Kilmarnock College has "considerable work to do to address significant shortcomings", the chief executive of the Scottish Funding Council has said following a critical HMIE report.
In the new style of inspections, the report stated that "HMIE is not confident learners are progressing well and achieving appropriate outcomes"
and it is also "not confident that the college is managing well and improving the quality of its services for learners".
This is the first time the inspectorate has issued such "not confident"
judgments of a college. Kilmarnock's educational leadership, direction and management, under Mick Roebuck, the principal, was rated only "fair".
Inspectors awarded three other fair grades to cross-college elements (staff, quality assurance and quality improvement) and three which were judged good (accessinclusion, guidancesupport and resourcesservices to support students).
Roger McClure, the funding council's chief executive, said the shortcomings would now have to be tackled in an action plan, and the council and HMIE would then decide what level of follow-up would be necessary.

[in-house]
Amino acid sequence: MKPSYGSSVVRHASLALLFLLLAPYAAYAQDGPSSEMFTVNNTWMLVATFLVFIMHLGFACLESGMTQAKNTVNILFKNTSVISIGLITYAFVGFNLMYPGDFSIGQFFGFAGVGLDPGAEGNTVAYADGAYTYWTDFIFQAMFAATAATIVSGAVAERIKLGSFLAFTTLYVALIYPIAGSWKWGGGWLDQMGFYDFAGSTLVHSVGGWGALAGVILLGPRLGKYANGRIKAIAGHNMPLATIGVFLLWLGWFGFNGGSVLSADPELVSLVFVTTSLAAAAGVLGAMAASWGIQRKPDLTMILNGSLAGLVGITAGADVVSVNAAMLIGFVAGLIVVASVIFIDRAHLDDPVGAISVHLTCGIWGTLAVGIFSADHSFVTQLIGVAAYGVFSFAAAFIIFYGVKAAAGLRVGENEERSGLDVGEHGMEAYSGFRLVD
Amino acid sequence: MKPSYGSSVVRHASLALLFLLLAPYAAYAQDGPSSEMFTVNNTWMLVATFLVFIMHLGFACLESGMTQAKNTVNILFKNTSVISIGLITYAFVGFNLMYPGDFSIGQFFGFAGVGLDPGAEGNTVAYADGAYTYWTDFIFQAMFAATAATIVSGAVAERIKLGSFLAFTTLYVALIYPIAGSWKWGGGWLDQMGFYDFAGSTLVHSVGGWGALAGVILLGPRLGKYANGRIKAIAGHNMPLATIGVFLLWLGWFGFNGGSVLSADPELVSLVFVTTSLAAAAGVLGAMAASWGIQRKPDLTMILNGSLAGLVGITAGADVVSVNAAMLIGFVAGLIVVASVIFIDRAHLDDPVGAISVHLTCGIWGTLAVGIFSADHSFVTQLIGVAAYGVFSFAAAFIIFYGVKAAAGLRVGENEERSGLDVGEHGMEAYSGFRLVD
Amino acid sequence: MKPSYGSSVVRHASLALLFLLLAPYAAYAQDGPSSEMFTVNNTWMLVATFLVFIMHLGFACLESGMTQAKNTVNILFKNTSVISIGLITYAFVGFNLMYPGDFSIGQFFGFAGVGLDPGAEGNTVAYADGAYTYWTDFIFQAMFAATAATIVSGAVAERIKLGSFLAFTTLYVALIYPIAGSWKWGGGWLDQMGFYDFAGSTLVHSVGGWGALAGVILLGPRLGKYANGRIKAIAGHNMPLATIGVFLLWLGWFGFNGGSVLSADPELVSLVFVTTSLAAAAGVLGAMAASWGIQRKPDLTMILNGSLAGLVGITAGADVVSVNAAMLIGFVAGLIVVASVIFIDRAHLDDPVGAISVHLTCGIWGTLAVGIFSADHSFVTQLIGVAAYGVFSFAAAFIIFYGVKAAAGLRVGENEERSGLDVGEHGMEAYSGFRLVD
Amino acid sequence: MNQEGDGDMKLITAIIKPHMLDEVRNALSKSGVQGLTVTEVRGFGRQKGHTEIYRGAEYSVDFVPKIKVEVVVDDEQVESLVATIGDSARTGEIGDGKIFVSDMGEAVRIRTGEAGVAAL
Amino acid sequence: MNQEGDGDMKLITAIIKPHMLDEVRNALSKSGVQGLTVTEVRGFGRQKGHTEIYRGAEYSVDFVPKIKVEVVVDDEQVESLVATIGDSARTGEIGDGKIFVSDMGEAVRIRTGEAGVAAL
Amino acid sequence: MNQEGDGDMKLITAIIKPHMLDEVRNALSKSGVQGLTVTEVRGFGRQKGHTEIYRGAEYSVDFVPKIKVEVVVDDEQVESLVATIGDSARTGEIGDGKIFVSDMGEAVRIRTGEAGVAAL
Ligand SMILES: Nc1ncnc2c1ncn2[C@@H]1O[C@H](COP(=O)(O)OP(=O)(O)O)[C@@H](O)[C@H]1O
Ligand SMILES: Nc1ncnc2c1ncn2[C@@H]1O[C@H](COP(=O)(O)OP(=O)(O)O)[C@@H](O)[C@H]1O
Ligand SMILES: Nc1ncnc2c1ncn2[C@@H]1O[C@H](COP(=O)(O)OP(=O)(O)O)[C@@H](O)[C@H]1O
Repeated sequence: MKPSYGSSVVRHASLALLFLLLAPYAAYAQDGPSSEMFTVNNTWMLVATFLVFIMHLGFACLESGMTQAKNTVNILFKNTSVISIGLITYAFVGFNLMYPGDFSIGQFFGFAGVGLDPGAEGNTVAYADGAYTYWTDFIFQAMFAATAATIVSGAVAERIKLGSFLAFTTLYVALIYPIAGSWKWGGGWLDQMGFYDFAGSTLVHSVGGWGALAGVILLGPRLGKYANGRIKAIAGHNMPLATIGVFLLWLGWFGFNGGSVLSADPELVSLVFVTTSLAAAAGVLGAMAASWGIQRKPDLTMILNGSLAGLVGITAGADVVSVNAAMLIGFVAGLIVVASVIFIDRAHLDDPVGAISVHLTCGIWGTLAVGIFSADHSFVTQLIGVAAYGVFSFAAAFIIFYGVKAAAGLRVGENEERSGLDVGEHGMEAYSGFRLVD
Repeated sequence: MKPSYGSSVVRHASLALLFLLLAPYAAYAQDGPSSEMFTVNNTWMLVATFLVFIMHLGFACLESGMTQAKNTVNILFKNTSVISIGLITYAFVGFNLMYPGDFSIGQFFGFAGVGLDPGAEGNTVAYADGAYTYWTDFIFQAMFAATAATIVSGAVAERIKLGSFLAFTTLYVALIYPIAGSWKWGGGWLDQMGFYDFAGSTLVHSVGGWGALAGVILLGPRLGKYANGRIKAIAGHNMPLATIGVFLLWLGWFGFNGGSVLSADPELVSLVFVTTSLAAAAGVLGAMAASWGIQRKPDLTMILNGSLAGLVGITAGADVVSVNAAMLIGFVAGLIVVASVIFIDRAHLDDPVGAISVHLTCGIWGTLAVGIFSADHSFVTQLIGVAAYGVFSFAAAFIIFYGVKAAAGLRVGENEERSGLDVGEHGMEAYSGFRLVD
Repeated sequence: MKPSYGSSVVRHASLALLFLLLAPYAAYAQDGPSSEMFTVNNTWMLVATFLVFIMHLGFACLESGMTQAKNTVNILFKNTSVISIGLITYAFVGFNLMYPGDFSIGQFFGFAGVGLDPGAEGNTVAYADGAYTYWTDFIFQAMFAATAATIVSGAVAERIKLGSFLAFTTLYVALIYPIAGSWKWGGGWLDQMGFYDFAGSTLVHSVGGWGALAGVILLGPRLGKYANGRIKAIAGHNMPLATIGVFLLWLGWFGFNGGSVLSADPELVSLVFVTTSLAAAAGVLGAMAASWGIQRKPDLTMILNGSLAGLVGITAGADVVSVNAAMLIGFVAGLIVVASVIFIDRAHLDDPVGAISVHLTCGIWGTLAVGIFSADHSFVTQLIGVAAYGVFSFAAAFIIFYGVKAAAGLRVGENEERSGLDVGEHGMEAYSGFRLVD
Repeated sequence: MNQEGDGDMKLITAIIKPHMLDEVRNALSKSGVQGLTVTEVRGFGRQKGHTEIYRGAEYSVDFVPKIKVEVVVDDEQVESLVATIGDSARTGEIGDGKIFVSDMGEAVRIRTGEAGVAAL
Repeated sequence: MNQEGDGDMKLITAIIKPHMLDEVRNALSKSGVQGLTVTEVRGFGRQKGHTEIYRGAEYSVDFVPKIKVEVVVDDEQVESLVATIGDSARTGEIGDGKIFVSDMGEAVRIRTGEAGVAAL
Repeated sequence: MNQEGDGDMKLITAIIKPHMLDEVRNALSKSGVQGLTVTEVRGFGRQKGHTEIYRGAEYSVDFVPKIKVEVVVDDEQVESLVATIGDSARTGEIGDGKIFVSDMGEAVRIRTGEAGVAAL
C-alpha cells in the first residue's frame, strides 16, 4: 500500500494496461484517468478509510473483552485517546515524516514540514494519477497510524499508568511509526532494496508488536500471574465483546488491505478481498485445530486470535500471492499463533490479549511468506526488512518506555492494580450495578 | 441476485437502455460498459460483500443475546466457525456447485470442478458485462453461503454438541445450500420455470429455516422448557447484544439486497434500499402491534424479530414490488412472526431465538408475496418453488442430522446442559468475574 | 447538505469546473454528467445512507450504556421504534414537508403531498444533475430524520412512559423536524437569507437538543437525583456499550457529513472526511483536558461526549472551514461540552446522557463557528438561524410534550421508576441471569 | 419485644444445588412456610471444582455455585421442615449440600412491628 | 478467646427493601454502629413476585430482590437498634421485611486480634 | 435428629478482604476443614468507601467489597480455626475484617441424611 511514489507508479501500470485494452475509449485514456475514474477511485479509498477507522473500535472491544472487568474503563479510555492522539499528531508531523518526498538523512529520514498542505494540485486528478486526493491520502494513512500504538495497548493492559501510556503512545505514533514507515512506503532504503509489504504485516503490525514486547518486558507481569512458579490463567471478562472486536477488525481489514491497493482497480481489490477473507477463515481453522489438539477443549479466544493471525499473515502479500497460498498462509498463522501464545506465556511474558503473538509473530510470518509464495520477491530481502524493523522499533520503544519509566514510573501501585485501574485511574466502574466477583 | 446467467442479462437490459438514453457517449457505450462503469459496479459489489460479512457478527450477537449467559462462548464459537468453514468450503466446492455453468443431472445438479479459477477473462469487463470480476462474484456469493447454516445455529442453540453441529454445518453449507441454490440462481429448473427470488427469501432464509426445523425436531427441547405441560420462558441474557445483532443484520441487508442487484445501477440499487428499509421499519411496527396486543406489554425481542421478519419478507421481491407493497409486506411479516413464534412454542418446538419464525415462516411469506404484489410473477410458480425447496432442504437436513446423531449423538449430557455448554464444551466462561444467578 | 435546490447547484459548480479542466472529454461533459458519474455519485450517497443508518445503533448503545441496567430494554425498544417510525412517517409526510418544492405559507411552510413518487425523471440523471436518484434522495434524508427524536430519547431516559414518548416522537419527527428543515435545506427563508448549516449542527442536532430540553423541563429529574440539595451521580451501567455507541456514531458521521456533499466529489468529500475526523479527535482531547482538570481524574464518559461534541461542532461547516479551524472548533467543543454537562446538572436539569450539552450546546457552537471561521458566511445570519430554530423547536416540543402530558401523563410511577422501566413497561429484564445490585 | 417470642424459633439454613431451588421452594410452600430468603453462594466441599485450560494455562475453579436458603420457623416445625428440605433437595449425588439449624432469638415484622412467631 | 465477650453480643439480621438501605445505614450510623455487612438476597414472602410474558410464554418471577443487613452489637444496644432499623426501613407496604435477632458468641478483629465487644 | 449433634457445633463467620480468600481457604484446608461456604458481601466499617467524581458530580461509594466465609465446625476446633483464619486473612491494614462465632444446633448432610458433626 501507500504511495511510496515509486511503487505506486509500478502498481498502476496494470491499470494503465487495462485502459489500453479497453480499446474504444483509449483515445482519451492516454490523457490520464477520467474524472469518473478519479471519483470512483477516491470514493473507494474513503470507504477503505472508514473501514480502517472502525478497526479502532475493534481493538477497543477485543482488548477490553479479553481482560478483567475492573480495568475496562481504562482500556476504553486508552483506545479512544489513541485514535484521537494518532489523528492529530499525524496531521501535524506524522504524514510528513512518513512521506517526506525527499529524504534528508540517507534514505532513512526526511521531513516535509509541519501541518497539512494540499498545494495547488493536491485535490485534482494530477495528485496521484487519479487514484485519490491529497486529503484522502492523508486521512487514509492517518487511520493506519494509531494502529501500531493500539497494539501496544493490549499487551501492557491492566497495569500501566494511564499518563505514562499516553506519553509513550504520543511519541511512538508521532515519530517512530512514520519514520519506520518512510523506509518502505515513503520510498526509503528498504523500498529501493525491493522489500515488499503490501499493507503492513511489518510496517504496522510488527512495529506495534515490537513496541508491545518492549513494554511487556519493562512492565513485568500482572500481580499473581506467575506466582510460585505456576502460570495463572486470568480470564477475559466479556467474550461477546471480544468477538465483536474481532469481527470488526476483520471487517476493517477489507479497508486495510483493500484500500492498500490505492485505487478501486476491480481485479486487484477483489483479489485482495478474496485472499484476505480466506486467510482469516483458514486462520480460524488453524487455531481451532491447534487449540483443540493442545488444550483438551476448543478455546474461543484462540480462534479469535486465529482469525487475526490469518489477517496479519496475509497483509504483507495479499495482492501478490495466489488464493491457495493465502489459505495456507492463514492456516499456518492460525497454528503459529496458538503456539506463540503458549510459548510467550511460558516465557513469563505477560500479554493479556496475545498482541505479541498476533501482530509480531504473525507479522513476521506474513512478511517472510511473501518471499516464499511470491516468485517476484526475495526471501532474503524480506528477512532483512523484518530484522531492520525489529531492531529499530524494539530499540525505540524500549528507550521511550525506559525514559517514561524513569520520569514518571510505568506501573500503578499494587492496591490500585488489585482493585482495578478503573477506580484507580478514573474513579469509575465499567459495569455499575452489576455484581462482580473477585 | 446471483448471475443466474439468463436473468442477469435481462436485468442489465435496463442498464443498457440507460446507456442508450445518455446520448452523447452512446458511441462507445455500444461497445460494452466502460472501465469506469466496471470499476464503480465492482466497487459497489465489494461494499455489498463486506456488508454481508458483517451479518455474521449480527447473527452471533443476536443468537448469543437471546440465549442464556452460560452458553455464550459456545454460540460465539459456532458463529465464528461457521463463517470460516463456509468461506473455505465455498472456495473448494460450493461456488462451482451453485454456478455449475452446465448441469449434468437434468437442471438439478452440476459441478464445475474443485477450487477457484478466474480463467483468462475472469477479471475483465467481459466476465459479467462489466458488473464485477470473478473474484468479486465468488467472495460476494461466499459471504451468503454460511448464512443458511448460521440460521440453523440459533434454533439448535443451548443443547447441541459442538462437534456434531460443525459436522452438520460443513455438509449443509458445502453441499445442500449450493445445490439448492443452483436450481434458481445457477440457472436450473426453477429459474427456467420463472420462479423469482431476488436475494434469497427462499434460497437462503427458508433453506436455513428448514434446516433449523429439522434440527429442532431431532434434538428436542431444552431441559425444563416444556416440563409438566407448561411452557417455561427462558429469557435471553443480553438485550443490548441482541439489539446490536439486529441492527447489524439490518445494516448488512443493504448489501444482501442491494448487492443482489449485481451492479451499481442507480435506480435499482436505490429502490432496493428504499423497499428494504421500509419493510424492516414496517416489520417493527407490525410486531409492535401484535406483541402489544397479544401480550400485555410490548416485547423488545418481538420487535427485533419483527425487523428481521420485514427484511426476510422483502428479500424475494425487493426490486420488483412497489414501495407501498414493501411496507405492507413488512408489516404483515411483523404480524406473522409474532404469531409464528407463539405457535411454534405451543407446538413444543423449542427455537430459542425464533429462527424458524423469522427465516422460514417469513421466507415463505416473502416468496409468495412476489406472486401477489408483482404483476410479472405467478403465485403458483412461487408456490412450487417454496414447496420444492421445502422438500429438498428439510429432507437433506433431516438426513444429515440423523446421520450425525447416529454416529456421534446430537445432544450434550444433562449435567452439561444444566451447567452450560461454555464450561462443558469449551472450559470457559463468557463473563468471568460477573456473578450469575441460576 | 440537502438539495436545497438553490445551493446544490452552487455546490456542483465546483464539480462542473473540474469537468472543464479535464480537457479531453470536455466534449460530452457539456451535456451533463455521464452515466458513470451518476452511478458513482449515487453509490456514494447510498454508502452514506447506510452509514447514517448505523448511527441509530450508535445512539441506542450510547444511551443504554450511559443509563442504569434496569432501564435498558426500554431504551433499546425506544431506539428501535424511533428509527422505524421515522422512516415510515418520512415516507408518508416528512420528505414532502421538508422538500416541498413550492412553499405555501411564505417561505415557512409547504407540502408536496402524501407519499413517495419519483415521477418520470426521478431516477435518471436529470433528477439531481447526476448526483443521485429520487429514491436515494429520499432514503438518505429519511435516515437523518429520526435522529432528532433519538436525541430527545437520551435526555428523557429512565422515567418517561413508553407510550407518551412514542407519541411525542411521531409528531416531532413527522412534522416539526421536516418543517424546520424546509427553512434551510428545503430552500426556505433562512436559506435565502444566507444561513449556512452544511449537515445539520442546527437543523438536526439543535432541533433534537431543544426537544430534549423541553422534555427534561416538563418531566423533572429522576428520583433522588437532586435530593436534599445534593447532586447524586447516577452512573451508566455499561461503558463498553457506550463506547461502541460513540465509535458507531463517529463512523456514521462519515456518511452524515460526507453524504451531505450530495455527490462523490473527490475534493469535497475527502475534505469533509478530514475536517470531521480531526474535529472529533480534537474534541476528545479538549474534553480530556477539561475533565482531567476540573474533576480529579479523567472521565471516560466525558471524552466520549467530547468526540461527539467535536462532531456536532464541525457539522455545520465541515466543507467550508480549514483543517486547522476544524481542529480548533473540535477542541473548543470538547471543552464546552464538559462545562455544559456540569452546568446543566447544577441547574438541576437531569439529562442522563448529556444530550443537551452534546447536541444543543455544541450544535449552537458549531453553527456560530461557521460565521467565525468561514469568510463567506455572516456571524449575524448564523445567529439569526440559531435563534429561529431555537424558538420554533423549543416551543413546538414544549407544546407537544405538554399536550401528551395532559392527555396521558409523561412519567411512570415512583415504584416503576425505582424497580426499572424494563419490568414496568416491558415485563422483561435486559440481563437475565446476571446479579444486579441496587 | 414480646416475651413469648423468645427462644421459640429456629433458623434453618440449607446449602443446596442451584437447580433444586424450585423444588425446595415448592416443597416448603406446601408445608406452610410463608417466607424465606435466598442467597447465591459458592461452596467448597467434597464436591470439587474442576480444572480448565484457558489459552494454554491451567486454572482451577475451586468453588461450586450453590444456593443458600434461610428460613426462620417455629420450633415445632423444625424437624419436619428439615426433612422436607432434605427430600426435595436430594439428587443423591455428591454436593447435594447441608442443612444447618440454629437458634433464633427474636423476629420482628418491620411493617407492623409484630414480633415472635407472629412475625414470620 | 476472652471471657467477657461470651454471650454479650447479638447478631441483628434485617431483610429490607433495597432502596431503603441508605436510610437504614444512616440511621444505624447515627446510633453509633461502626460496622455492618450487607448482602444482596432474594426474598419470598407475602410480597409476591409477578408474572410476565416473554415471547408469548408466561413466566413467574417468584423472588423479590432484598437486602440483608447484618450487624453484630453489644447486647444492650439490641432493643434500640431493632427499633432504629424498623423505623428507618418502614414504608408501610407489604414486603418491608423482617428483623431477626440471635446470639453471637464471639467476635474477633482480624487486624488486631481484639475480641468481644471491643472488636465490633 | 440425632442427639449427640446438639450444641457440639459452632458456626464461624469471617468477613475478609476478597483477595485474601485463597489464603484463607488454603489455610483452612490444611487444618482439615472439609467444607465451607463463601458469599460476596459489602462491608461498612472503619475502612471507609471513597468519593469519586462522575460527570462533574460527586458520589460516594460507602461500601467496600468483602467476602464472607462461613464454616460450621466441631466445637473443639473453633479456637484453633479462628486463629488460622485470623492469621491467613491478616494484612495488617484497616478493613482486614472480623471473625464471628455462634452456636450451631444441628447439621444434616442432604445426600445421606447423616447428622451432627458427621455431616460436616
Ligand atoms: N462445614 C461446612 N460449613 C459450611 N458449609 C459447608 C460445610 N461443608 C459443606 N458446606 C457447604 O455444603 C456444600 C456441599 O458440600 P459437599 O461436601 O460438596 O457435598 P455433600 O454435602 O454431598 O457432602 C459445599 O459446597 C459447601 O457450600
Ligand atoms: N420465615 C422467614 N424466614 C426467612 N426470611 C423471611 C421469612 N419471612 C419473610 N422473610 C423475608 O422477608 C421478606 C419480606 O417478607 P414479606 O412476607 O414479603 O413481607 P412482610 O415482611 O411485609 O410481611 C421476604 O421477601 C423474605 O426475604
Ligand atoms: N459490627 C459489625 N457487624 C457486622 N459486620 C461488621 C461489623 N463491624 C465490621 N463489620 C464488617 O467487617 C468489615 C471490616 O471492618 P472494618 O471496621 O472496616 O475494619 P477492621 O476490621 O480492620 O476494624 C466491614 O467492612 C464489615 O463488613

There was some relief for the college in the judgments by inspectors of the eight subject areas they scrutinised: learning and teaching processes in all of them were rated good. Most learners were said to be "well-motivated, engaged in their learning and made good use of opportunities to reflect on their learning".
But student progress was regarded as good in only three subjects and fair in the other five. Most full-time FE programmes had low attainment levels, and inspectors found evidence of "erratic" attendance and high drop-out rates (although there were signs of recent success in improving retention levels).
HMIE went on to state: "There were no effective strategies in place within subject areas to resolve issues of poor attendance, retention and attainment. In most subject areas, arrangements for staff to share good practice were not systematic."
The report said the principal and board of management had a "clear high-level vision for the college" which was familiar to all staff. But, it added, "there was insufficient corporate leadership, co-ordination, planning or evaluation of key aspects of college activities and developments.
Inspectors also handed out criticisms for the college's handling of some staffing issues. These were mainly in the areas of appointments procedures, disclosure checks and support for newly appointed staff.